Radiculopathy is the term used to describe the symptoms of nerve root irritation, which can include pain, numbness, tingling and weakness.  Sciatica refers to a common type of radiculopathy that results in pain from the back to the buttocks and or legs.

Nerve roots are the paired bundles of nerve fibers that extend from the spinal cord through openings on the side of each vertebra. The nerves that extend from each area of the spinal cord are connected to specific parts of the body. Those in the cervical spine, for example, extend to the upper chest and arms; those in the lumbar spine the hips, buttocks and legs. These nerves carry electrical signals to and fro the brain, creating sensations and movement.

Radiculopathy is often caused by direct pressure from a herniated disc or degenerative changes in the spine that cause irritation and inflammation of the nerve roots. Radiculopathy usually creates a pattern of pain and numbness that is felt in your arms or your legs in the area of the skin that’s supplied the by the sensory fibers of the nerve root, and weakness in the muscles that are also supplied by the same nerve root.


  • The most common symptom of lumbar radiculopathy is sciatica, or pain that radiates from the back into the buttocks and legs. Sensory symptoms are more common than motor symptoms, and muscle weakness is usually a sign that the nerve compression is more severe. The quality and type of pain can vary, from dull, aching, and difficult to localize, to sharp, burning, and easy to pinpoint.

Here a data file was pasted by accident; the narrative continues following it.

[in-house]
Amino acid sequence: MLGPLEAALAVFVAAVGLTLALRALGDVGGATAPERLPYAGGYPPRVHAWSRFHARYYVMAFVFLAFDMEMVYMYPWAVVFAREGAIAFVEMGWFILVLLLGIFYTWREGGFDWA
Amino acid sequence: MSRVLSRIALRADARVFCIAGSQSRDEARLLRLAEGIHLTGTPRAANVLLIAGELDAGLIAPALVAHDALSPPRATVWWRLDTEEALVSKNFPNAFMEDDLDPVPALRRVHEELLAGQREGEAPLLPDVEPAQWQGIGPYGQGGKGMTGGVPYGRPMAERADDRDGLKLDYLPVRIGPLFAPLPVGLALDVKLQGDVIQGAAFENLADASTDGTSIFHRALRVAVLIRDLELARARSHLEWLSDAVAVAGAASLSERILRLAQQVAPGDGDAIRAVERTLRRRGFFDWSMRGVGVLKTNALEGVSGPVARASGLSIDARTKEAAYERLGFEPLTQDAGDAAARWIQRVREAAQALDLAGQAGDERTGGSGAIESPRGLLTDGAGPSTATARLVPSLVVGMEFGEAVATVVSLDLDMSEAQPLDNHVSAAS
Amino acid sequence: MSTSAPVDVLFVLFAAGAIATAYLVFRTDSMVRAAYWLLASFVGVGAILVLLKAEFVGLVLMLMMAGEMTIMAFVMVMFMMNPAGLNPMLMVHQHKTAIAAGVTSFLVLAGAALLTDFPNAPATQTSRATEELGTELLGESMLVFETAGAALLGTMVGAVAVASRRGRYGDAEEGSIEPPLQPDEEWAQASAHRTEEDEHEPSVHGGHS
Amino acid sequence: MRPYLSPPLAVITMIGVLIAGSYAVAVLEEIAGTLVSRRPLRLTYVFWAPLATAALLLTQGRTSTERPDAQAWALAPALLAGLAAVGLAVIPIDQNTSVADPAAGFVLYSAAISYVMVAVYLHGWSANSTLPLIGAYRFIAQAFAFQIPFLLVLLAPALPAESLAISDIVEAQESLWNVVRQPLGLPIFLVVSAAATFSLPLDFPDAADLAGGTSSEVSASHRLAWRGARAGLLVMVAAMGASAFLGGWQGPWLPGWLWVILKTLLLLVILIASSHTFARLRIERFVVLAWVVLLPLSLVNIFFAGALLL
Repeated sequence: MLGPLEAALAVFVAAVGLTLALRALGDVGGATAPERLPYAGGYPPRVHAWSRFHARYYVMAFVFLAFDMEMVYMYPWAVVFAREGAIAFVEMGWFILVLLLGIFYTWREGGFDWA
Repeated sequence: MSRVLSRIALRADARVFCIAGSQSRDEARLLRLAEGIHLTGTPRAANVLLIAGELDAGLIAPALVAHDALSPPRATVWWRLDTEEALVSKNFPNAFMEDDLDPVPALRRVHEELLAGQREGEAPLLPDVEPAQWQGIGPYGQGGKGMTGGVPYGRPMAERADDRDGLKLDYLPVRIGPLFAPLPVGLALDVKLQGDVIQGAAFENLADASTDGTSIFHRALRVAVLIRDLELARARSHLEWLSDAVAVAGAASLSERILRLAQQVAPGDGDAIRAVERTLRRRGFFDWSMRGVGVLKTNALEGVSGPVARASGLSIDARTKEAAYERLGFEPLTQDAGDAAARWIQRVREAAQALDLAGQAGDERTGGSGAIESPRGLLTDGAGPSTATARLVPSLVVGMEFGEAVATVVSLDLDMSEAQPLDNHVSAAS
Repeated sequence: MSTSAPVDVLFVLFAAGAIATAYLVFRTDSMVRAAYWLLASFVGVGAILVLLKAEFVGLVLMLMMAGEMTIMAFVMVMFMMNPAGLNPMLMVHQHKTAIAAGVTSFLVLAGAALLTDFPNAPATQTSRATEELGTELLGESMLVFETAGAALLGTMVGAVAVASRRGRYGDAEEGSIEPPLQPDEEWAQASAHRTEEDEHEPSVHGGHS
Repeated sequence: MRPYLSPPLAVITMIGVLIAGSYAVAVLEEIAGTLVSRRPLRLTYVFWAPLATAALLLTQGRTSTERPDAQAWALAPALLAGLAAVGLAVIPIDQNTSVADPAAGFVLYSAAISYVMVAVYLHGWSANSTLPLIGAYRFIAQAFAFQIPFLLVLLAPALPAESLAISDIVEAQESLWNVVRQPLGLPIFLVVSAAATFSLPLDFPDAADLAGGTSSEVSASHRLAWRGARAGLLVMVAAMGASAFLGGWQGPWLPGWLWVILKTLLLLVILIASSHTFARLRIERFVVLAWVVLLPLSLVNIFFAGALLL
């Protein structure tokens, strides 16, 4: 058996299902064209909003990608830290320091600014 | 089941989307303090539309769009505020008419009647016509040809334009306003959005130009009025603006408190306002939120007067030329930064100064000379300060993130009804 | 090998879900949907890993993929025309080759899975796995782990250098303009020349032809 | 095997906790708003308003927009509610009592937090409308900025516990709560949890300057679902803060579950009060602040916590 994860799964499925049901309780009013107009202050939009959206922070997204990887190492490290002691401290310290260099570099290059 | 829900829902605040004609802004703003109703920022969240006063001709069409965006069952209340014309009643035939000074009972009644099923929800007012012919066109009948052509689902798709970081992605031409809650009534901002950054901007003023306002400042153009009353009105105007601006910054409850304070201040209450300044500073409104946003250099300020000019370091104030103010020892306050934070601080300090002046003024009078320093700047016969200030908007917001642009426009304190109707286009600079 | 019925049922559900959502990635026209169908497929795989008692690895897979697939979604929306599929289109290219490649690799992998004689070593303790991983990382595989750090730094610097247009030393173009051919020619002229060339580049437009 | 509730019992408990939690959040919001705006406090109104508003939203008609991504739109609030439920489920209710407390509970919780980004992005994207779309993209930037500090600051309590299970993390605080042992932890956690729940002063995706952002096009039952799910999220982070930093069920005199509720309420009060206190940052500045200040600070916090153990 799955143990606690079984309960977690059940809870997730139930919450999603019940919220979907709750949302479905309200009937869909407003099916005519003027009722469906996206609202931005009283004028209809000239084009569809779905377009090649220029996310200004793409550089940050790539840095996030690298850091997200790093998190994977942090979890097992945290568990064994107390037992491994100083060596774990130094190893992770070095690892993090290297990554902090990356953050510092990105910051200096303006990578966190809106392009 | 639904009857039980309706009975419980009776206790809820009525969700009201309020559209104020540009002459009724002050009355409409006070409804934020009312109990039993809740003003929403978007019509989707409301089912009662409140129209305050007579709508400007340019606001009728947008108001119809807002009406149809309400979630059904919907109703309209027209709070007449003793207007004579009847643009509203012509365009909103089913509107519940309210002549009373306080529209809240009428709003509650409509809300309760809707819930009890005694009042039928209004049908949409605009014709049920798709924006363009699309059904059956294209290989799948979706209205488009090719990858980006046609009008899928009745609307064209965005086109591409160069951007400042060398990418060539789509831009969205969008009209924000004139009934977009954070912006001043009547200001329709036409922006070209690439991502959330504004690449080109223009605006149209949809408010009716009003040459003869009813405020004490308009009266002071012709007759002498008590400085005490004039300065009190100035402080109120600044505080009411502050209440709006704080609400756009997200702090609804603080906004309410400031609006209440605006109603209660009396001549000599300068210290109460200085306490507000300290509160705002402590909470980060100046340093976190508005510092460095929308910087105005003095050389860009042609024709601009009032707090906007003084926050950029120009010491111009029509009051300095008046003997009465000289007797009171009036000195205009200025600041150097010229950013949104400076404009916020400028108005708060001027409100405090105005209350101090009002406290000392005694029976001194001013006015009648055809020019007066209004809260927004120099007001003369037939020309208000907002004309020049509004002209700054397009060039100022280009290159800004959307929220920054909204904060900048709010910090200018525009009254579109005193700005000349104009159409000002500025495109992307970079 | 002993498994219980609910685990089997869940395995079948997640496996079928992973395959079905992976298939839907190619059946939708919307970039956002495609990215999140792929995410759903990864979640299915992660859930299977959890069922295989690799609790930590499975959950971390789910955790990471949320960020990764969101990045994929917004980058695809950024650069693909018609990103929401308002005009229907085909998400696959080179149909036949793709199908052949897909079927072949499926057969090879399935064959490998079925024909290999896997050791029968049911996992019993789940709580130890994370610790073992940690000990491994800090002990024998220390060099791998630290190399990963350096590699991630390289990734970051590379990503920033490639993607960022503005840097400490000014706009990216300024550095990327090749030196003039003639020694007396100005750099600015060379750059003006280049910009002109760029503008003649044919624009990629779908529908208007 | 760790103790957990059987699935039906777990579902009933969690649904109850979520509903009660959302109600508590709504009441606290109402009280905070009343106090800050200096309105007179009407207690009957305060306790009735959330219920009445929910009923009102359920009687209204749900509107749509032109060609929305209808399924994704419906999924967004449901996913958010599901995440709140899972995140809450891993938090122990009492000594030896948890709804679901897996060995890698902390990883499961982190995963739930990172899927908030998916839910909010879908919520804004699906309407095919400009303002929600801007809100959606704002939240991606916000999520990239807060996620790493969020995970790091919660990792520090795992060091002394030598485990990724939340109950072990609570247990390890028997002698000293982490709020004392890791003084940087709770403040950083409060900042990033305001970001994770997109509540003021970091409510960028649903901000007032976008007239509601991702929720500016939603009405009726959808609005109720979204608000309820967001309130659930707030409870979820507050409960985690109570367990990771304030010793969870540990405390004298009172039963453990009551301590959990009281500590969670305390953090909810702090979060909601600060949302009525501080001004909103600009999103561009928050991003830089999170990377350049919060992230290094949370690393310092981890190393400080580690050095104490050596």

• Cervical radiculopathy typically manifests as pain, numbness and weakness that extend from the neck into the shoulders, arms and/or hands. Other symptoms can include neck pain and headaches near the back of the head (occiput); arm reflexes also may be impaired.
  • Radiculopathy can create hypersensitivity to touch as well as numbness in the area of skin that’s served by the affected nerve root. If you are experiencing any of these symptoms, particularly muscle weakness, please see your doctor. The longer the source of nerve irritation remains untreated, the greater the potential for long-term or permanent nerve damage


  • complete physical examination, including your back for flexibility, range of motion, and the presence of certain signs that suggest a particular nerve root is being affected.
  • MRI or CT/CAT scan. An MRI scan is very useful for determining where the nerve roots are being compressed because this type of a scan is designed to show the details of soft-tissue structures, such as nerves and discs. A CT scan is often used to evaluate the bony anatomy in the lumbar spine, which can show how much space is available for the nerve roots. The nerve roots exit the spinal canal through a bony tunnel called the neuroforamen, and it is at this point that the nerve roots are especially vulnerable to compression.


Not everyone who experiences radiculopathy requires surgery.  Your neurosurgeon will take into consideration a number of factors including symptoms, risk of further nerve damage and your general health to determine the best individual treatment plan for you.

The goal of surgery is alleviate your symptoms and prevent further damage by removing the source of pressure on the spinal nerve roots.

The benefits of spine surgery, however, must be weighed against the risks. Your surgeon will be able to discuss the risks and benefits of surgery with you, and the likely results of operative versus non-operative treatment.

Content adapted from Medtronic Catalyst patient education http://catalyst.medtronic.com/catalyst/business-of-medicine/patient-education/

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